Some philosophers of religion stopped by yesterday to discuss their papers. Here are some quick suggestions:
Always put your email address on your written work. That way I can more easily contact you with feedback.
You were asked to find three *main claims* that Harris makes and supports in his book. Many students did not really do that: either they mentioned various *issues or topics* that Harris discusses -- but did not mention the claims he makes about those issues or topics (e.g., e.g., "About this topic his main claim is that ______) or they presented various minor claims Harris makes. Again, you want to find three main claims and explain them clearly, and briefly summarize the reasons he gives in favor of these themes. And you want to present these in a way that someone who has not read the book would understand them.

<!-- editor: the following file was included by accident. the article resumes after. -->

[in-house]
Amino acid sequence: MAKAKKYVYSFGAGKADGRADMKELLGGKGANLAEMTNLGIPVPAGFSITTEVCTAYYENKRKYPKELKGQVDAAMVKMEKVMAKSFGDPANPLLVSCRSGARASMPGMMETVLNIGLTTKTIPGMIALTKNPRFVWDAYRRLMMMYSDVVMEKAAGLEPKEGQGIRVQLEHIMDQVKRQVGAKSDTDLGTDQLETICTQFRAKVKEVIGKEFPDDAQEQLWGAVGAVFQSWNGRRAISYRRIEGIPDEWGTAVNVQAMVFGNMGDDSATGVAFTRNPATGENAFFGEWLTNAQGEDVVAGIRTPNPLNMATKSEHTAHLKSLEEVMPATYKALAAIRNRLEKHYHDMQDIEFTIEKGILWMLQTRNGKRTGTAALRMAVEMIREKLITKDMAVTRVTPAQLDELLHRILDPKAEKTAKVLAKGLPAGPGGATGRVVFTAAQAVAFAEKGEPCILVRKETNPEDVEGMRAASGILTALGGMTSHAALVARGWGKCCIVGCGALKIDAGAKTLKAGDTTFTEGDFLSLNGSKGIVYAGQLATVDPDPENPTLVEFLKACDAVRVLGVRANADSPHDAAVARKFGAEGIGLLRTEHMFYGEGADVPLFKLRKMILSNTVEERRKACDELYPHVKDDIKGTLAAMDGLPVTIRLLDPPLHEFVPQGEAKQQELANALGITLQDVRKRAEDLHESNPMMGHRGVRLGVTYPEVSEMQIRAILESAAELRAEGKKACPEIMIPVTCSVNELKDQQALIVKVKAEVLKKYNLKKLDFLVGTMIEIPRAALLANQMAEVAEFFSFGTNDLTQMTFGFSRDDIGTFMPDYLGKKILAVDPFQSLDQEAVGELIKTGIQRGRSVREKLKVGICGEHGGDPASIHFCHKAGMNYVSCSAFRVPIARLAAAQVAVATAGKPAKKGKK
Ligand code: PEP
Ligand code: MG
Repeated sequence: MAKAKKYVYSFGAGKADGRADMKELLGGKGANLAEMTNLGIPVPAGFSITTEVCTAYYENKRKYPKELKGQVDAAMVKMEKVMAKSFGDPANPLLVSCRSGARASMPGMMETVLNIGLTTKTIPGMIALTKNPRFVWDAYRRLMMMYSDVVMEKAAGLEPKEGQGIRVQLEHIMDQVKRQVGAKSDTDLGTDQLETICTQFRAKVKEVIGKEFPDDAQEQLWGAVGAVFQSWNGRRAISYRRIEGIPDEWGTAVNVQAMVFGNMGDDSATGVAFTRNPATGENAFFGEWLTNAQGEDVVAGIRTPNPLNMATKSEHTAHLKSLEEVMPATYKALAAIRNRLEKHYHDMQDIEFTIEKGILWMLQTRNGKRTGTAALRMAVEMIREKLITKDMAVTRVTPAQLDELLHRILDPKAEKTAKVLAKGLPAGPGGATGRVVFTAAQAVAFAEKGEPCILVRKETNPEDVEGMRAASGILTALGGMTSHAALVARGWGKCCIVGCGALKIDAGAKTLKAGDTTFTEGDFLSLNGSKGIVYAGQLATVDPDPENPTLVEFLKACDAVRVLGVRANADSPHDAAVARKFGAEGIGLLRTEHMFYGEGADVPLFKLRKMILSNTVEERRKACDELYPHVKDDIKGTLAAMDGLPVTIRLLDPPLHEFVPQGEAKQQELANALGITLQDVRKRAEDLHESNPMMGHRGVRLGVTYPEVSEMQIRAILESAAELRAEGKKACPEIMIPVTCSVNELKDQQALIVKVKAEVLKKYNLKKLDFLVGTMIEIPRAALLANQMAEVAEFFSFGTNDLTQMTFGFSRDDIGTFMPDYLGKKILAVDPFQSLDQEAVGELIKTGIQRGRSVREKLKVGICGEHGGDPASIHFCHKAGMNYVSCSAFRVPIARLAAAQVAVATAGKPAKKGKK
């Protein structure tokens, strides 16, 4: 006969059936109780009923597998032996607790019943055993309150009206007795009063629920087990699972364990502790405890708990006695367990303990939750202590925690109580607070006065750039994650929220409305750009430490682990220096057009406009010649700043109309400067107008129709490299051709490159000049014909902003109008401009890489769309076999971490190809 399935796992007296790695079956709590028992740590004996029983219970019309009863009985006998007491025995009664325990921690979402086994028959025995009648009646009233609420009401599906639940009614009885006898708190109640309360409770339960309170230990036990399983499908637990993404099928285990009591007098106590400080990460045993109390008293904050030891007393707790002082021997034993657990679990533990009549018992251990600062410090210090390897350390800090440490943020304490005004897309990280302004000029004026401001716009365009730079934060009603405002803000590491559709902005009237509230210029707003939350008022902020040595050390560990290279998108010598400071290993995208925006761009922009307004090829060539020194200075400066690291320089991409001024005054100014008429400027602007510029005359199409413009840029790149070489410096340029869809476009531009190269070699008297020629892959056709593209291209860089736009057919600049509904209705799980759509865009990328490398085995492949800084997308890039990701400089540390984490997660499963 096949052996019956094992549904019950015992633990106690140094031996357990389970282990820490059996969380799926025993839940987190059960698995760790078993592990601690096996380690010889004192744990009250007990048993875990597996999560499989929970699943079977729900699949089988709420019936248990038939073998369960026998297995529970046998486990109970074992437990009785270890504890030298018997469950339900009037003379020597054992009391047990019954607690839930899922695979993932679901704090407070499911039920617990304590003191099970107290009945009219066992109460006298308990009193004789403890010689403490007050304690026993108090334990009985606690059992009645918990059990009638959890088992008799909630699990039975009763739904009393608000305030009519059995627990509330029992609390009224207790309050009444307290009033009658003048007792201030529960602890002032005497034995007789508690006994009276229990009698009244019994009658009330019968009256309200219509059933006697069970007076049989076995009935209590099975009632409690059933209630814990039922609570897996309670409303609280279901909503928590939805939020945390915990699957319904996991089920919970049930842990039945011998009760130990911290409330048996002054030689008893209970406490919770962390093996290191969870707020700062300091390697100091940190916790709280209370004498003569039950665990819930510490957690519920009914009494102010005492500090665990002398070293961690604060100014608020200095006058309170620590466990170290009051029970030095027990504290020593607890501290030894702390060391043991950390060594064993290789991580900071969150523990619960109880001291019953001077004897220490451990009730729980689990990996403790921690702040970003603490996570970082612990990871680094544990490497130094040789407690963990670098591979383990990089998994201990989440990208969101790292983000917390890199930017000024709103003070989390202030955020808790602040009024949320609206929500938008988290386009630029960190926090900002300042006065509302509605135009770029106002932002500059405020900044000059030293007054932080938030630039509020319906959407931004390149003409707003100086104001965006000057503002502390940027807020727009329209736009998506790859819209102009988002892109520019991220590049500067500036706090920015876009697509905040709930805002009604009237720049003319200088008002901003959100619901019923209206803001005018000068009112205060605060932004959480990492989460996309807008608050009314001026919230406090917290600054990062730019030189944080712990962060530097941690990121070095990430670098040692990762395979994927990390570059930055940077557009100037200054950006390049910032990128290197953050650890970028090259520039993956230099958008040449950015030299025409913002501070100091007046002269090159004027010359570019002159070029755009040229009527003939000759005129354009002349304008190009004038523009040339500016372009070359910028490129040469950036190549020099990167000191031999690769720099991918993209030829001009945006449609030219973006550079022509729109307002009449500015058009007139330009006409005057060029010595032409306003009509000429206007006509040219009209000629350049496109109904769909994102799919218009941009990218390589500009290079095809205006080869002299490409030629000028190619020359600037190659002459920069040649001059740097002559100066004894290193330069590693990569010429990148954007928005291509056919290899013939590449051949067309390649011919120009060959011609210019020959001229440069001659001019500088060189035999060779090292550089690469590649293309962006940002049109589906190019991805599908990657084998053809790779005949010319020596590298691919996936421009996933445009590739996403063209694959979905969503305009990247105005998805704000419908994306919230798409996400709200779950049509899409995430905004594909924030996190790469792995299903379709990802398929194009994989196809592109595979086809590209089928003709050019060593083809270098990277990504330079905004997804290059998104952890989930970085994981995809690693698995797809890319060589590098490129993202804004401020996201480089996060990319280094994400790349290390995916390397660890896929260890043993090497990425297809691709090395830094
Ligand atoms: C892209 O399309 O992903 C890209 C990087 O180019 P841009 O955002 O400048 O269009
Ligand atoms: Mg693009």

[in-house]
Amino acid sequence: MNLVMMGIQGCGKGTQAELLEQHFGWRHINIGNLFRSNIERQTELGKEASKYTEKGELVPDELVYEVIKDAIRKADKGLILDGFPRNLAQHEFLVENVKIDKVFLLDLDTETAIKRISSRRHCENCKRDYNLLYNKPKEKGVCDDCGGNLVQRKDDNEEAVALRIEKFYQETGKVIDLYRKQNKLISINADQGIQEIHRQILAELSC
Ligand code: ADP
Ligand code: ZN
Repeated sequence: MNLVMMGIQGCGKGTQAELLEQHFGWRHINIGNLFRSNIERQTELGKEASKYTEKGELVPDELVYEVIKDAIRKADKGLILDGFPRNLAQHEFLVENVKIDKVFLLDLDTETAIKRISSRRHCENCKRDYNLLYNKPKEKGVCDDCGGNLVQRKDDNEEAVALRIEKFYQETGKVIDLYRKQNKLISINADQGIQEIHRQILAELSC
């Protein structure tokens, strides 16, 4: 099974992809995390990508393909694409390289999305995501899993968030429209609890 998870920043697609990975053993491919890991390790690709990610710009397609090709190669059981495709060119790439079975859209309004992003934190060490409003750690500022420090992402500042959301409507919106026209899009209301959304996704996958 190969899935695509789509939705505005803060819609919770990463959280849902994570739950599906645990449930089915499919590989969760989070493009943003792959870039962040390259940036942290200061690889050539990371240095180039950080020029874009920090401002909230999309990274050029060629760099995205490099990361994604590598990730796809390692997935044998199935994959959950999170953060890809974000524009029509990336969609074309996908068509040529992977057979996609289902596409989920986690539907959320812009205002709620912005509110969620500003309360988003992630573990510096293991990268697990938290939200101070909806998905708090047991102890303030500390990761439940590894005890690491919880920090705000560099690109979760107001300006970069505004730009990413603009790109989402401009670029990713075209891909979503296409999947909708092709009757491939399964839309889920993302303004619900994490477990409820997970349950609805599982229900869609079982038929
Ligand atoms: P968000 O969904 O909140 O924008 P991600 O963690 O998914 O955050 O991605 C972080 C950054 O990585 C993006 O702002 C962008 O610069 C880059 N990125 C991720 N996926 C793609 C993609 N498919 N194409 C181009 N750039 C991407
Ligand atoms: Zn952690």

I encourage you to try to write SIMPLY: write in short sentences -- break up any long sentences -- and so not use any uncommon, fancy words unless no ordinary words will do the job. Again, I encourage you to break up any long sentences into shorter ones: I GUARANTEE this will improve your writing: this is what journalists do, to make their writings more readable.
Each paragraph should be focused on one topic: you should be able to say, "This paragraph is about this: ____."
Don't use the word 'feel', e.g., "Harris feels that ____." Use believes, thinks, or argues, since rarely will anyone be talking about their feelings or emotions in a philosophy paper.
Do not write "Well" as in, "Well, this argument is ___." No "wells."
Please carefully read the Vaughn book, since there is much in it that will help improve your writing. And there is an outlining/summarizing summary on the first three chapters due Monday.
OK, these are a few quick thoughts!